The likelihood of David Bush having built the hotel is further diminished by other records, showing where Bridger applied for a town allotment in New Norfolk55 and then on June 24 1824 for bricklayers56.  In April of the following year, the Hobart Town Gazette carried an article stating,  “We understand with much pleasure, that New Norfolk, the favourite retirement of Colonel Sorrell, and other distinguished characters, is rapidly becoming improved.  The church [St Matthew’s], in which the Rev. Robert Knopwood, M.A. regularly preaches, has been considerably enlarged. Several most excellent buildings have been commenced, and in particular, a widow lady named Bridger has just now completed a very commodious two story house of public entertainment, which is deservedly well frequented...”57

Other dates are mentioned, though, in relation to the age of the hotel.  Usually quoted is 1815 as the date the hotel was built, the theory being that it operated without a license until 1825, though there has been no evidence come to light to prove this.  Typical of this theory is the opening of an article  written about the hotel in The Australasian Post, February 16 1950, which quotes  “...Bush gave his name to the hotel, which is the oldest licensed house in Australia, the Bush Inn at New Norfolk.  In 1815 Mrs Ann Bridger persuaded Bush to design for her an hotel standing on the wide sweeping banks of  the  Derwent River.”  However, that article went to say that Bush married Bridger...   

The Illustrated Tasmanian Mail of April 4 1925 claims it was built by Ann Bridger “Who obtained a license for it about 1810”.  That was 13 years before she arrived in Tasmania!

Anne Bridger herself didn’t take long to ‘branch out’ into other business. In 1830 she applied to purchase an additional 1000 acres [405 ha] of land at New Norfolk.  At that time she  “Already has, by grant, 500 acres [202 ha], by lease, 400 acres [162 ha] and by purchase 100 acres [40 ha].  Has erected weatherboard cottage, stockyard etc and erected 2 miles of fencing.   Has resided [for] 5 years in New Norfolk as proprietor of the Bush Tavern”58

She had tried to establish a dairy in New Norfolk, and her [son] Henry was reported to be running a butcher shop from the Hotel in the 1830’s.59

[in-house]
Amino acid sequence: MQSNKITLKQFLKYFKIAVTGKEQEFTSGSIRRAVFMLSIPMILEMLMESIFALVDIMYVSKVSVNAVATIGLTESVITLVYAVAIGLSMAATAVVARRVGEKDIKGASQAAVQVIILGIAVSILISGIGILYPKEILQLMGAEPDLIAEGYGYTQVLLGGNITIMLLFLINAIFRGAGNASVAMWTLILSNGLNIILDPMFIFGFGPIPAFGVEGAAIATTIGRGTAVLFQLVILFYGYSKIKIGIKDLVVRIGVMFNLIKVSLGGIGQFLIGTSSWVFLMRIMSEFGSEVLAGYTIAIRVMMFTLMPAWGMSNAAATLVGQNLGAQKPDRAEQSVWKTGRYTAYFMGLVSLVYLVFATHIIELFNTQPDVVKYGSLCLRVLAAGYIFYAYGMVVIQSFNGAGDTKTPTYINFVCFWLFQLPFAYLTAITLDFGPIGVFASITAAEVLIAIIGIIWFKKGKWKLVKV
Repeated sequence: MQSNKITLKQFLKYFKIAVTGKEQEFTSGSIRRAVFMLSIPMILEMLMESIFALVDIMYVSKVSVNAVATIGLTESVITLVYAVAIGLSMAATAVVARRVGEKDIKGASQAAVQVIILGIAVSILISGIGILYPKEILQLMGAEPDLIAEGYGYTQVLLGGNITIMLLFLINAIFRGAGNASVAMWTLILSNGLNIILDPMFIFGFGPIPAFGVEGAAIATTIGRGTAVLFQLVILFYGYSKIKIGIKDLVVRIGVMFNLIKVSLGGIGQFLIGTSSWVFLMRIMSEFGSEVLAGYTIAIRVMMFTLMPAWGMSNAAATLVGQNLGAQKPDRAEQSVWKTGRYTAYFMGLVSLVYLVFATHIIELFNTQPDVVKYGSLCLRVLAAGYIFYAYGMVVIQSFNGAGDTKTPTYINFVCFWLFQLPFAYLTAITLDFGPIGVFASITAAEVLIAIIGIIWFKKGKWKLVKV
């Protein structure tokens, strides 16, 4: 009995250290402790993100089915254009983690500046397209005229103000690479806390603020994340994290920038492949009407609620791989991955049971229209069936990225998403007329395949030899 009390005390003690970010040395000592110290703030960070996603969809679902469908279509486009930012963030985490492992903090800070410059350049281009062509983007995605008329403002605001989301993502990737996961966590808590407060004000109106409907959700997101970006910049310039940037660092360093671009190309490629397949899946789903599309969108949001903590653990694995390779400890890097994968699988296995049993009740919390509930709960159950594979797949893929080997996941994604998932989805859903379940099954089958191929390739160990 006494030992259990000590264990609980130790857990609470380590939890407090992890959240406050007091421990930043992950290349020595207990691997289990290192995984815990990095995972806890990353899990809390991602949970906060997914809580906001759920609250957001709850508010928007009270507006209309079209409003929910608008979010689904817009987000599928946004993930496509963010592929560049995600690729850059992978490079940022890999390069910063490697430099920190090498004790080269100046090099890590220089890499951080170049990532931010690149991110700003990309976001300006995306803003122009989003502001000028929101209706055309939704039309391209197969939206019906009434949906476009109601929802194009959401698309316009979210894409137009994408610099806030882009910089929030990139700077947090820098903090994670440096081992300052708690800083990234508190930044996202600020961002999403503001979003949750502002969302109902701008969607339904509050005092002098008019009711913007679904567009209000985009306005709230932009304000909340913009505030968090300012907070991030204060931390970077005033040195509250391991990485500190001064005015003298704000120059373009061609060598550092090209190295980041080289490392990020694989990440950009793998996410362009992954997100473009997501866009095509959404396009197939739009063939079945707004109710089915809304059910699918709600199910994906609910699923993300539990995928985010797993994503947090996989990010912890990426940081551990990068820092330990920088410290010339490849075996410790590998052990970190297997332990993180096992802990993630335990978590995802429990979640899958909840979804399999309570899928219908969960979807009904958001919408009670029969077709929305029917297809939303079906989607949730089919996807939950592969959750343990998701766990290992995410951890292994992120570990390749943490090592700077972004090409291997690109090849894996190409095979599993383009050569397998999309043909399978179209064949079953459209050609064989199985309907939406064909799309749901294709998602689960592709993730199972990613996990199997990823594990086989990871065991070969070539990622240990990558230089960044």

On February 12, 1829, her youngest daughter, Ann married George Woodward, of Hobart Town, at Saint Matthew’s Church in New Norfolk.60  St Matthew’s, as noted earlier, was built in 1823, making it the oldest church in Tasmania.  The witnesses to that wedding were Joshua Spode and  Henry Bridger.  At the time Henry owned the property Broadlands.  Woodward was a surveyor, who was later sentenced to death for fraud and forgery .  He was reprieved by Secretary of State Sir John Russell.  Because of a shortage of surveyors in the colony, he was later hired back by the Government (as a Ticket of Leave man) in his trade of surveyor.61

Everything did not go well for the original Ann Bridger either.  In 1830 she was given notice that Messers I & J Watson will be put in possession of 300 acres [121ha] that she had been granted62.  The following year she received another notice that she would be required to give up another 1200 acres [485 ha] she’d leased63, and that an application for more land adjoining her original grant was refused64.  While her other business interests were failing, the Bush and New Norfolk in general were forging ahead. 

In 1826 two important questions arose that would see New Norfolk gain the attention of Van Diemen’s Land.  At first the two were closely linked, and in both the Bush Inn served as a meeting place for the discussion of the subjects in New Norfolk.

The two issues were:

#    Should the seat of government, ie, the capital, be moved from Hobart Town to a better site, and if New Norfolk was chosen as that site,

#    Where was the best place to build a bridge across the Derwent. 


These will be discussed in a later chapter.

The bridge was not immediately erected and Anne Bridger established a punt that crossed the river at the ‘Falls’.  It was one of several operating across the river at the time.  The issue of a bridge was not closed though.

Had it been erected then, the convict built causeway at Bridgewater may not have been built, and Southern Tasmania may have been geographically very different to what it is today.  The causeway, constructed from two million tons of quarried stone by 160 convicts, was commenced in 1830.

1830 also saw the building of Willow Court, another of New Norfolk’s historic buildings.  An ‘Invalid Hospital and Lunatic Asylum’, the hospital took its name from a willow tree planted in the courtyard by Lady Jane Franklin, and replaced the earlier wooden buildings at the same site.  Originally built for the housing “...of convicts as through age or infirmities have been unable to labour.”, it today houses the intellectually handicapped.

Other buildings in the town at that time included Hall Green, built by the town first doctor, Dr Robert Officer from 1823, and Woodbridge (Alloway Banks), built by the Chief District Constable Thomas Roadknight in 1825.

In 1834 Ann Bridger sold the lease of the Inn to Charles Barker, though the association of the Bridger family with the Bush was far from over.  When she left the Bush Inn it had already established a reputation for fine food and lodgings, a reputation is still holds today.  This reputation is well documented, and the stories of those visitors to the Inn in the early years of its operation are the subject for the following chapter.

Original material © November 2000 KM Roberts